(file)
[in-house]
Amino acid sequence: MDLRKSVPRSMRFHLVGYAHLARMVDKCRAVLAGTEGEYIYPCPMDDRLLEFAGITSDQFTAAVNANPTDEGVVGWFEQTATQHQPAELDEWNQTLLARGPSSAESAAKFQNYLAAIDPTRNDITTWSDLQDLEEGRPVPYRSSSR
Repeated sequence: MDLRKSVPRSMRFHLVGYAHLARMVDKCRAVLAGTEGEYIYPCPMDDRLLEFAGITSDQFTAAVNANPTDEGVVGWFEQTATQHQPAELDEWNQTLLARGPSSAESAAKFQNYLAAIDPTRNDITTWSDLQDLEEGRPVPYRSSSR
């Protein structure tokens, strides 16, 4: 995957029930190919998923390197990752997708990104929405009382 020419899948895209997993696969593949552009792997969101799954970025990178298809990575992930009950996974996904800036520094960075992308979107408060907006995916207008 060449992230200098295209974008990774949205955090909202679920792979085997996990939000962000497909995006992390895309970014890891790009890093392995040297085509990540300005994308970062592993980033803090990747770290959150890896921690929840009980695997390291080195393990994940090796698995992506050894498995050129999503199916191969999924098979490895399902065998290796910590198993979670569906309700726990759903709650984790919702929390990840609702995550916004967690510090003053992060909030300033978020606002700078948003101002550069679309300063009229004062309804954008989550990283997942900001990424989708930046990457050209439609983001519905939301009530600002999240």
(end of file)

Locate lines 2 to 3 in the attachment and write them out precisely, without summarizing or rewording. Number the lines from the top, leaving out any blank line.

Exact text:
Amino acid sequence: MDLRKSVPRSMRFHLVGYAHLARMVDKCRAVLAGTEGEYIYPCPMDDRLLEFAGITSDQFTAAVNANPTDEGVVGWFEQTATQHQPAELDEWNQTLLARGPSSAESAAKFQNYLAAIDPTRNDITTWSDLQDLEEGRPVPYRSSSR
Repeated sequence: MDLRKSVPRSMRFHLVGYAHLARMVDKCRAVLAGTEGEYIYPCPMDDRLLEFAGITSDQFTAAVNANPTDEGVVGWFEQTATQHQPAELDEWNQTLLARGPSSAESAAKFQNYLAAIDPTRNDITTWSDLQDLEEGRPVPYRSSSR